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Only Pinarayi Vijayan can save the CPI-M from suicide

By M K Bhadrakumar
January 24, 2018 09:25 IST

'It will be a ghastly mistake for the CPI-M to face the 2019 poll on its own.'
'At best, it can hope to split non-BJP votes in some pockets, but the humiliating rout will spell its doom,' warns M K Bhadrakumar.

Kerala Chief Minister Pinarayi Vijayan, left, with Communist Party of India General Secretary Sitaram Yechury
IMAGE: Kerala Chief Minister Pinarayi Vijayan, left, with Communist Party of India General Secretary Sitaram Yechury.
Yechury's resolution that the CPI-M enter an electoral alliance with the Congress for the 2019 Lok Sabha election was rejected by the party's central committee meeting last week.

The Congress party's reaction to the convulsions within the Communist Party of India-Marxist as regards the latter's tactical line in the approach to the 2019 general election has been restrained.

Party spokesman Abhishek Singhvi hinted that the Congress hopes that better sense will prevail at the CPI-M's party congress in April in Hyderabad.

Clearly, it is Pinarayi Vijayan ('Kerala faction') who is blocking a CPI-M-Congress alliance.

 

Momentary considerations are at work. The CPI-M is leading the government in Kerala and is averse to sharing the heights. Period.

But the CPI-M's practice of socialism is fundamentally not different from the economic policies of the Congress and aside the CPI-M's dalliance with the cult of violence, the Congress can be its soul mate.

Contrived arguments become necessary to differentiate the party. Things have reached an absurd point when the cadres need to be motivated by hailing North Korea's Kim Jong-un as the Che Guevara of our times.

The main challenge lies somewhere else. The Congress is the only party in Kerala that measures up to the CPI-M in its popular base, organisational capability and credible leadership.

An alliance with the Congress will require a big adjustment on the CPI-M's part to consensus politics. Therein lies a contradiction.

Consensus politics and the CPI-M's over-centralised style of functioning at the state level grate against each other.

This will not pose a problem for the Congress, which is, after all, a rainbow coalition. On the contrary, the CPI-M in Kerala may simply unravel without the command-style functioning.

A leap of faith is needed. It is necessary for the party to anticipate a 'post-Pinarayi Vijayan' phase.

All good things in life come to an end at some point. The CPI-M needs a medium and long-term vision. And the transition to the future is best undertaken when Pinarayi Vijayan remains the great helmsman to navigate it.

The masterly way he handles the equations with the Modi government while at the same time violently dealing with Modi's mentors or foot soldiers in Kerala testifies to a rare combination of realism and grit.

Bourgeois politics is about taking power through democratic means. The prospect of seat sharing with the Congress may cause heartburn to the CPI-M leadership in Kerala as it involves making sacrifices. But this must be seen in the national context.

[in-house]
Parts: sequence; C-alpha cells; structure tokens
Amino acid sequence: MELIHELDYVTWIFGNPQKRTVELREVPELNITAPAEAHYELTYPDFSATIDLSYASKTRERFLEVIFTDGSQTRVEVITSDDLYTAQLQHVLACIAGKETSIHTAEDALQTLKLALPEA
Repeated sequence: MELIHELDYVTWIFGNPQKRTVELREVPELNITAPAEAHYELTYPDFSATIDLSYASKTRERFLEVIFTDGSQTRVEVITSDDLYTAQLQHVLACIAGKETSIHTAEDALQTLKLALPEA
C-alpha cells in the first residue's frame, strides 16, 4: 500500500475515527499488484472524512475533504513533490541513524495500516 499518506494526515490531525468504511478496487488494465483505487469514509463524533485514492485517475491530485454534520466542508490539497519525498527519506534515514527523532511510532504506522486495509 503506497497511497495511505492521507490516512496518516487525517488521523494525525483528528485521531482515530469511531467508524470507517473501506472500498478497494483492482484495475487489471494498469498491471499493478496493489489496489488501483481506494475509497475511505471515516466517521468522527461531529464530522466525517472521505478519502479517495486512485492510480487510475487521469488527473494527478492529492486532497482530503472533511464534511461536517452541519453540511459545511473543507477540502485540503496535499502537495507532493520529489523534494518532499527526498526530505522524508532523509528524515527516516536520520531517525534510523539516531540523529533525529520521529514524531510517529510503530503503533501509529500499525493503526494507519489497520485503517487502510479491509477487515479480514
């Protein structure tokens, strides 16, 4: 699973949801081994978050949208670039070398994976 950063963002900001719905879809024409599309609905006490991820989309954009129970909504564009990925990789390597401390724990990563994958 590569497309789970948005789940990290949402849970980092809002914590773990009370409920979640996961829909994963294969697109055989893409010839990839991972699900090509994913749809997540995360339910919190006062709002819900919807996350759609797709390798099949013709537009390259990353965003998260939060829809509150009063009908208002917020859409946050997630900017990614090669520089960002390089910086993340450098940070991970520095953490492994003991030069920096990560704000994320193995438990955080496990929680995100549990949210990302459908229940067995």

The clutch of seats that CPI-M may have to 'surrender' in Kerala will be more than made up by what it could gain in the Indian hinterland where the party is a virtual zero today.

On the other hand, the spectre that is haunting the CPI-M is that in the 2019 poll, it may draw a blank in West Bengal (which sends 42 MPs to the Lok Sabha) in a four-way contest.

The BJP is already forcing the CPI-M onto the back foot in Tripura where a Bengal-like erosion and an ensuing catastrophic fall cannot be ruled out.

By next year, the CPI-M will not have a single Rajya Sabha MP from West Bengal.

Sitaram Yechury could have been a one-man army in Parliament to hold the red flag high. But that is also not to be.

Then, there is the 'big picture'.

Today, the CPI-M's attraction for the Congress is that it still retains a larger-than-life presence in Indian politics.

A Congress-Left alliance could galvanise the political process leading to a broad-based Opposition front.

But the Congress is not without a Plan B, as the Gujarat election showed. Which is not the case with the CPI-M.

It will be a ghastly mistake for the CPI-M to face the 2019 poll on its own steam. At best, it can hope to split the non-BJP votes in some pockets, but the humiliating rout will spell its doom.

Make no mistake, the BJP and RSS will leave no stone unturned to retain power.

For the RSS, the Hindutva agenda is a work in progress and the BJP must somehow retain power beyond 2019, which is imperative to ensure that its programme to transform India as a 'Hindu rashtra' becomes irreversible.

And if the RSS succeeds in its mission, all these shenanigans by the CPI-M's Kerala faction within the party's central committee will look foolish.

Sadly, I am reminded of the famous lines from the poem by the German Lutheran pastor Martin Niemoller on the cowardice of German intellectuals in the face of the rising tide of fascism in Germany under Hitler:

First they came for the Socialists, and I did not speak out—
Because I was not a Socialist.
Then they came for the Trade Unionists, and I did not speak out—
Because I was not a Trade Unionist.
Then they came for the Jews, and I did not speak out—
Because I was not a Jew.
Then they came for me—
and there was no one left to speak for me.

Like all good Communists with a profound sense of history, Pinarayi Vijayan should seriously ponder over his legacy as a Communist.

The CPI-M is at the crossroads and only he can rescue the party from a suicidal path.

M K Bhadrakumar
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